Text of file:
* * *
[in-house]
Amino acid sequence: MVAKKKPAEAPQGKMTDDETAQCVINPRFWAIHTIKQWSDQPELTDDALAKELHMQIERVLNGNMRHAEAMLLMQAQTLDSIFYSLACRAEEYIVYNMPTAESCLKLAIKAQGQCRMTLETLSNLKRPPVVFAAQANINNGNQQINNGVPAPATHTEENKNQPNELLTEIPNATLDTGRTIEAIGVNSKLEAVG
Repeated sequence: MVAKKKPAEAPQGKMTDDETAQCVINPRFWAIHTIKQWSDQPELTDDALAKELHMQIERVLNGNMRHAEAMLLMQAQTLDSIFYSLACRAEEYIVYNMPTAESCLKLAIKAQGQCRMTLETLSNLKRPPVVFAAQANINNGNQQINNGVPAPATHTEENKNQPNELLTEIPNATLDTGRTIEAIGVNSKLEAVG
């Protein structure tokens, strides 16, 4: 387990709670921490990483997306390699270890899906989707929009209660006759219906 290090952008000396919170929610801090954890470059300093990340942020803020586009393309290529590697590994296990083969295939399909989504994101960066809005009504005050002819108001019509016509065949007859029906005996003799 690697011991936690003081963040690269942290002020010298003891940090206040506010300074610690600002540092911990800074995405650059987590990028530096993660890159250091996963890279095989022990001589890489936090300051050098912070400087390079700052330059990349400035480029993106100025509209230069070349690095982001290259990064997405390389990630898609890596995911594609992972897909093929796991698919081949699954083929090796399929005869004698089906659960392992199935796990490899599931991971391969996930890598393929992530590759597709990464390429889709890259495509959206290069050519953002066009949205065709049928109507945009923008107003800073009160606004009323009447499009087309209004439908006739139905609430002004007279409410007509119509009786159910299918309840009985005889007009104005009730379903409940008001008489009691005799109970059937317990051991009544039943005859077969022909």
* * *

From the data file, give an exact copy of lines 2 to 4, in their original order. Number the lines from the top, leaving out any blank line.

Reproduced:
Amino acid sequence: MVAKKKPAEAPQGKMTDDETAQCVINPRFWAIHTIKQWSDQPELTDDALAKELHMQIERVLNGNMRHAEAMLLMQAQTLDSIFYSLACRAEEYIVYNMPTAESCLKLAIKAQGQCRMTLETLSNLKRPPVVFAAQANINNGNQQINNGVPAPATHTEENKNQPNELLTEIPNATLDTGRTIEAIGVNSKLEAVG
Repeated sequence: MVAKKKPAEAPQGKMTDDETAQCVINPRFWAIHTIKQWSDQPELTDDALAKELHMQIERVLNGNMRHAEAMLLMQAQTLDSIFYSLACRAEEYIVYNMPTAESCLKLAIKAQGQCRMTLETLSNLKRPPVVFAAQANINNGNQQINNGVPAPATHTEENKNQPNELLTEIPNATLDTGRTIEAIGVNSKLEAVG
């Protein structure tokens, strides 16, 4: 387990709670921490990483997306390699270890899906989707929009209660006759219906 290090952008000396919170929610801090954890470059300093990340942020803020586009393309290529590697590994296990083969295939399909989504994101960066809005009504005050002819108001019509016509065949007859029906005996003799 690697011991936690003081963040690269942290002020010298003891940090206040506010300074610690600002540092911990800074995405650059987590990028530096993660890159250091996963890279095989022990001589890489936090300051050098912070400087390079700052330059990349400035480029993106100025509209230069070349690095982001290259990064997405390389990630898609890596995911594609992972897909093929796991698919081949699954083929090796399929005869004698089906659960392992199935796990490899599931991971391969996930890598393929992530590759597709990464390429889709890259495509959206290069050519953002066009949205065709049928109507945009923008107003800073009160606004009323009447499009087309209004439908006739139905609430002004007279409410007509119509009786159910299918309840009985005889007009104005009730379903409940008001008489009691005799109970059937317990051991009544039943005859077969022909």